In an interview with CBS Miami earlier this month, Congressman Gimenez's handling of the pandemic compared to Trump's and suggested his response to the crisis.

"I think (Gimenez) knows he failed to protect our community from coronavirus. I know he recognizes that both Republican mayors, town mayors here in the county, and Democratic town mayors, are his failures to lead Have denounced this crisis, "she said.

Sarah Guggenheimer, a spokeswoman for the Democratic Campaigns Committee, said Mucarsel-Powell's "story is the story of South Florida – coming to America at a young age and working your way from a donut shop as a teenager to become the first South American woman Immigrants to serve in Congress. "

"In her first term, she delivered for her constituents, brought crucial COVID-19 relief and posted the bill to ensure Medicare Advantage covered the COVID-19 tests," added Guggenheimer. "South Florida knows they can count on Mucarsel-Powell to deliver results, unlike Corrupt Carlos Giménez, who has only ever taken care of himself, his family and his corporate donors."

In the final round, Mucarsel-Powell benefits from a cash advantage. The latest data, compiled by the Center for Responsive Politics, showed the Democrat raised more than $ 6 million, compared to less than $ 2 million for Gimenez. Mucarsel-Powell also had nearly three times its cash on hand at $ 582,098 versus $ 234,499.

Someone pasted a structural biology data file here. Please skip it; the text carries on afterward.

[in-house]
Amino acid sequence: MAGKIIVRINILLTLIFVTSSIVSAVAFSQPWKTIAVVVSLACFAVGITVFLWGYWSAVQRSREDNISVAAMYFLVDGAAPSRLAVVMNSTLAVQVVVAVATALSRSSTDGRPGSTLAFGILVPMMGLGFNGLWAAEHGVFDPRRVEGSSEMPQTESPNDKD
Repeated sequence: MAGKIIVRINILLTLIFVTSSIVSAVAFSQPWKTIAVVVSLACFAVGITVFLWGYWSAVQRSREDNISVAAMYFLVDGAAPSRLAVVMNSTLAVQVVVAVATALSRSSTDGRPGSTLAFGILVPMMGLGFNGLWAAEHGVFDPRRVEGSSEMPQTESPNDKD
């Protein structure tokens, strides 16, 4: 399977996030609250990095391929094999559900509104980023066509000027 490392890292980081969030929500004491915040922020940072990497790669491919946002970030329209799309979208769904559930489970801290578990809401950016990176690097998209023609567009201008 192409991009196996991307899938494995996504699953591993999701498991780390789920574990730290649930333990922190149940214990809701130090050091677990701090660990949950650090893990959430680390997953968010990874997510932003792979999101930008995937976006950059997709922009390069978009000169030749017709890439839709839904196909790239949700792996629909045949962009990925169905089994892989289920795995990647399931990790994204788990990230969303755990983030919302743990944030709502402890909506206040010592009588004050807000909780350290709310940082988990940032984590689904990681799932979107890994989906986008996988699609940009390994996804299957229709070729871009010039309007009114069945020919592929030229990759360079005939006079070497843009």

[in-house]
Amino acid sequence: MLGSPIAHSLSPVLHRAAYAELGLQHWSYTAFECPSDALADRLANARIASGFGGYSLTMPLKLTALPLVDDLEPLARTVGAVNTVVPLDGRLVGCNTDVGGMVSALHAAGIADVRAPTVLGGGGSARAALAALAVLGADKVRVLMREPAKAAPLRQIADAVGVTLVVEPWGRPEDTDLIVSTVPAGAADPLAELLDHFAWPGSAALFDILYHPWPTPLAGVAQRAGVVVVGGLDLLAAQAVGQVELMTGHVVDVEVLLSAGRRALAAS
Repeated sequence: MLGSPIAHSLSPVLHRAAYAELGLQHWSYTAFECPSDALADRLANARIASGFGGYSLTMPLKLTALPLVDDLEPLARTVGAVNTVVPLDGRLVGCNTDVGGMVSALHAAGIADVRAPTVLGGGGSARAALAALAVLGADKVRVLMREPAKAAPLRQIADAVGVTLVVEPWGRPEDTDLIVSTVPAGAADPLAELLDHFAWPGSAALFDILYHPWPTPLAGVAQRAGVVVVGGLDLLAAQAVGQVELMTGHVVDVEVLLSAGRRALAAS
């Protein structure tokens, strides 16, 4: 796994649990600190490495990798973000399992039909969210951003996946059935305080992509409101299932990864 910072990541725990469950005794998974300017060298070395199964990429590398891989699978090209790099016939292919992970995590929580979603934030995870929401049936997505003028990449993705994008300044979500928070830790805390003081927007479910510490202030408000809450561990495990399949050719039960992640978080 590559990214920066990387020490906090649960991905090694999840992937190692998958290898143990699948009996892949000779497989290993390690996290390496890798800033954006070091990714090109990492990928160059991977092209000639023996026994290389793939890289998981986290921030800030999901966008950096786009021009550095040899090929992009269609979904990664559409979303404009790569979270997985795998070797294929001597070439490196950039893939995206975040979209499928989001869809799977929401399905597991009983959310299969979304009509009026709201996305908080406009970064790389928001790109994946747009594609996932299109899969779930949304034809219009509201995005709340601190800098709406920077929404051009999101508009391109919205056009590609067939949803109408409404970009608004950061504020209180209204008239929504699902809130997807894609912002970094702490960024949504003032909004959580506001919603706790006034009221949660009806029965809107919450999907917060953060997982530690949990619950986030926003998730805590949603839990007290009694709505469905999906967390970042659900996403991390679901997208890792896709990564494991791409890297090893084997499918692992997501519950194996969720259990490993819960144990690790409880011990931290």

Isbell said Mucarsel-Powell's strategy could be effective in getting Democrats to vote, particularly non-Cuban Hispanic voters, who tend to have lower turnout rates than Cubans.

"Victory in 26 is not just the campaign of persuasion, but also ensuring a good electorate," he said. "There are a lot of different democratic pockets in this district that Democrats have to show up in to make sure the district stays blue."

Isbell said he believes the race will go towards Mucarsel-Powell, although it will be close. The Mucarsel-Powell campaign did not respond to requests for comment.

In a statement, National Republican Congress Committee spokeswoman Camille Gallo said Mucarsel-Powell would be "voted out".

"It's easy to see why Debbie Mucarsel-Powell is losing this race." "Said Gallo.